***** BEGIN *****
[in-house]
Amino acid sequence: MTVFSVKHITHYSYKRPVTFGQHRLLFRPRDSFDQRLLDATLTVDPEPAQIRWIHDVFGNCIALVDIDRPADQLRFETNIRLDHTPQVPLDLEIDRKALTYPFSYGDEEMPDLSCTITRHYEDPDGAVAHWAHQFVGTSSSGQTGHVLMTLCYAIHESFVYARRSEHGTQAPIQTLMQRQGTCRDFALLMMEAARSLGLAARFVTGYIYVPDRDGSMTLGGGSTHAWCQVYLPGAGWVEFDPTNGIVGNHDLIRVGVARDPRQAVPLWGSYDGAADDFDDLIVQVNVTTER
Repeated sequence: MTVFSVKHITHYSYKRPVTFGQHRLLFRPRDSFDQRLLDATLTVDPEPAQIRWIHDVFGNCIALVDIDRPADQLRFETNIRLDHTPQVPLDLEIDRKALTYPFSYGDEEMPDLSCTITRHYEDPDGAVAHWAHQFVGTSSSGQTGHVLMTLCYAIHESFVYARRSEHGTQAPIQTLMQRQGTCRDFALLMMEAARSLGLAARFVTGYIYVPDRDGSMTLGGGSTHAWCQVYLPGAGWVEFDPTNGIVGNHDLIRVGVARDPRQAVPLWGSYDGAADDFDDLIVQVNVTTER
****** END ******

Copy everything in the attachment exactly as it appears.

[in-house]
Amino acid sequence: MTVFSVKHITHYSYKRPVTFGQHRLLFRPRDSFDQRLLDATLTVDPEPAQIRWIHDVFGNCIALVDIDRPADQLRFETNIRLDHTPQVPLDLEIDRKALTYPFSYGDEEMPDLSCTITRHYEDPDGAVAHWAHQFVGTSSSGQTGHVLMTLCYAIHESFVYARRSEHGTQAPIQTLMQRQGTCRDFALLMMEAARSLGLAARFVTGYIYVPDRDGSMTLGGGSTHAWCQVYLPGAGWVEFDPTNGIVGNHDLIRVGVARDPRQAVPLWGSYDGAADDFDDLIVQVNVTTER
Repeated sequence: MTVFSVKHITHYSYKRPVTFGQHRLLFRPRDSFDQRLLDATLTVDPEPAQIRWIHDVFGNCIALVDIDRPADQLRFETNIRLDHTPQVPLDLEIDRKALTYPFSYGDEEMPDLSCTITRHYEDPDGAVAHWAHQFVGTSSSGQTGHVLMTLCYAIHESFVYARRSEHGTQAPIQTLMQRQGTCRDFALLMMEAARSLGLAARFVTGYIYVPDRDGSMTLGGGSTHAWCQVYLPGAGWVEFDPTNGIVGNHDLIRVGVARDPRQAVPLWGSYDGAADDFDDLIVQVNVTTER